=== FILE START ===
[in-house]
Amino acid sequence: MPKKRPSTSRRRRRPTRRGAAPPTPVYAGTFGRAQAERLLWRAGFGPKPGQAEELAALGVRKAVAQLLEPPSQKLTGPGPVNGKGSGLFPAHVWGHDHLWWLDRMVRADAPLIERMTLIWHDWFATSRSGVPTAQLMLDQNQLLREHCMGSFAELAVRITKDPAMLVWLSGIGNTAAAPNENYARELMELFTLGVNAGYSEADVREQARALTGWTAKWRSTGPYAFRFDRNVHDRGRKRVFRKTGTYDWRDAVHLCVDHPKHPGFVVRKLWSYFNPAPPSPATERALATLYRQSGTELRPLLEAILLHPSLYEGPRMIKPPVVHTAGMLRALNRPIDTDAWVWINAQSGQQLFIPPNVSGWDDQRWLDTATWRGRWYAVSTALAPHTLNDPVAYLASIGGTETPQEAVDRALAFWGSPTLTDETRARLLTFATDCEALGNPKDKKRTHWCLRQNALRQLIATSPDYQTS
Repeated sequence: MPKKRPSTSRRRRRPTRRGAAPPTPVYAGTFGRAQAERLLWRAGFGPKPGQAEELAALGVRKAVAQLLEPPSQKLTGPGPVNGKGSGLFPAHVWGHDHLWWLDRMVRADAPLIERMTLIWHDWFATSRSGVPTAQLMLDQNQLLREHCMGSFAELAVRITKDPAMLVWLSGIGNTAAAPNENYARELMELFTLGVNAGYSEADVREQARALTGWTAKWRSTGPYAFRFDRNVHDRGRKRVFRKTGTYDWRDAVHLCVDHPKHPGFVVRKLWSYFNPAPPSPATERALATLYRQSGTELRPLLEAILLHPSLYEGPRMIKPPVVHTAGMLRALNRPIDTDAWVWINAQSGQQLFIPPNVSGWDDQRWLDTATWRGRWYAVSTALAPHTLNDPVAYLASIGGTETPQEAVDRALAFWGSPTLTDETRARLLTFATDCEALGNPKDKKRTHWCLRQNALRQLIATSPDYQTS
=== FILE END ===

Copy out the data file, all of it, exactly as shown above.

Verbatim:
[in-house]
Amino acid sequence: MPKKRPSTSRRRRRPTRRGAAPPTPVYAGTFGRAQAERLLWRAGFGPKPGQAEELAALGVRKAVAQLLEPPSQKLTGPGPVNGKGSGLFPAHVWGHDHLWWLDRMVRADAPLIERMTLIWHDWFATSRSGVPTAQLMLDQNQLLREHCMGSFAELAVRITKDPAMLVWLSGIGNTAAAPNENYARELMELFTLGVNAGYSEADVREQARALTGWTAKWRSTGPYAFRFDRNVHDRGRKRVFRKTGTYDWRDAVHLCVDHPKHPGFVVRKLWSYFNPAPPSPATERALATLYRQSGTELRPLLEAILLHPSLYEGPRMIKPPVVHTAGMLRALNRPIDTDAWVWINAQSGQQLFIPPNVSGWDDQRWLDTATWRGRWYAVSTALAPHTLNDPVAYLASIGGTETPQEAVDRALAFWGSPTLTDETRARLLTFATDCEALGNPKDKKRTHWCLRQNALRQLIATSPDYQTS
Repeated sequence: MPKKRPSTSRRRRRPTRRGAAPPTPVYAGTFGRAQAERLLWRAGFGPKPGQAEELAALGVRKAVAQLLEPPSQKLTGPGPVNGKGSGLFPAHVWGHDHLWWLDRMVRADAPLIERMTLIWHDWFATSRSGVPTAQLMLDQNQLLREHCMGSFAELAVRITKDPAMLVWLSGIGNTAAAPNENYARELMELFTLGVNAGYSEADVREQARALTGWTAKWRSTGPYAFRFDRNVHDRGRKRVFRKTGTYDWRDAVHLCVDHPKHPGFVVRKLWSYFNPAPPSPATERALATLYRQSGTELRPLLEAILLHPSLYEGPRMIKPPVVHTAGMLRALNRPIDTDAWVWINAQSGQQLFIPPNVSGWDDQRWLDTATWRGRWYAVSTALAPHTLNDPVAYLASIGGTETPQEAVDRALAFWGSPTLTDETRARLLTFATDCEALGNPKDKKRTHWCLRQNALRQLIATSPDYQTS